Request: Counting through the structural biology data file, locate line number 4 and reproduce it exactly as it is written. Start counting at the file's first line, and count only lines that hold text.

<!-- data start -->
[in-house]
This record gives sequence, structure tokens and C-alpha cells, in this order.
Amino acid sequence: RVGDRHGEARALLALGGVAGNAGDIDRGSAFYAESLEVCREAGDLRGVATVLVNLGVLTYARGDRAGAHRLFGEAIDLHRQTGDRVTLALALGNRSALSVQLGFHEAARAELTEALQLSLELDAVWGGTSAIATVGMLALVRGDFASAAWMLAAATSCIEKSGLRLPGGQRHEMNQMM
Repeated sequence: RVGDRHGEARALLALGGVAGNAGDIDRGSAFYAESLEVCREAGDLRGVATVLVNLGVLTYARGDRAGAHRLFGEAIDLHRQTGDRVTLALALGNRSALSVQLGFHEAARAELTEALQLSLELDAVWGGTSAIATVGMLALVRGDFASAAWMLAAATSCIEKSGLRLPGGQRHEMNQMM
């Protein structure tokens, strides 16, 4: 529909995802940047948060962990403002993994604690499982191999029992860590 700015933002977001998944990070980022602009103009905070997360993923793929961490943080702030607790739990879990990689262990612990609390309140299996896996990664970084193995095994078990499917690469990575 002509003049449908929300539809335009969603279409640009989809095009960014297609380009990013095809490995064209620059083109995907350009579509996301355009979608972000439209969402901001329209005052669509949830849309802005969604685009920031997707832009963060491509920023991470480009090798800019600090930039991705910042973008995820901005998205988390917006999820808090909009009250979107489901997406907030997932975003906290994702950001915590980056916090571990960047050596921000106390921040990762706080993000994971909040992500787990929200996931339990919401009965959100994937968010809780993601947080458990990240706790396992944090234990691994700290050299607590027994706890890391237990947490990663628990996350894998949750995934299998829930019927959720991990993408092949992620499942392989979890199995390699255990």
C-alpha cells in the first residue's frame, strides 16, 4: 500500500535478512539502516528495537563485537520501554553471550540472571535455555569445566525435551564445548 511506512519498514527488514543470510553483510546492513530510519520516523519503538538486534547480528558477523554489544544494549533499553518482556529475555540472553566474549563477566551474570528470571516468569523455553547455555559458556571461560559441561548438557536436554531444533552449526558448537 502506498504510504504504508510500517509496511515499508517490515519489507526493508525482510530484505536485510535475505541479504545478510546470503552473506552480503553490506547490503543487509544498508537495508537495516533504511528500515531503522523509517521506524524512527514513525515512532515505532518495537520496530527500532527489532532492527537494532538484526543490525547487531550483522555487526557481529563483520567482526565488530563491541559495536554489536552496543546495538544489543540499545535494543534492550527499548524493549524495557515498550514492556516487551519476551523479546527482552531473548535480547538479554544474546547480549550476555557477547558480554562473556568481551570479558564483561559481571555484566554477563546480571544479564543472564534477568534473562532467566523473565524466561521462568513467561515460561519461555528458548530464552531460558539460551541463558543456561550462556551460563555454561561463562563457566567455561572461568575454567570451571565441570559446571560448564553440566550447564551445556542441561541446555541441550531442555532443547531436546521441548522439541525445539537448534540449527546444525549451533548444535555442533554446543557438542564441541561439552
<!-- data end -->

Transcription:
Repeated sequence: RVGDRHGEARALLALGGVAGNAGDIDRGSAFYAESLEVCREAGDLRGVATVLVNLGVLTYARGDRAGAHRLFGEAIDLHRQTGDRVTLALALGNRSALSVQLGFHEAARAELTEALQLSLELDAVWGGTSAIATVGMLALVRGDFASAAWMLAAATSCIEKSGLRLPGGQRHEMNQMM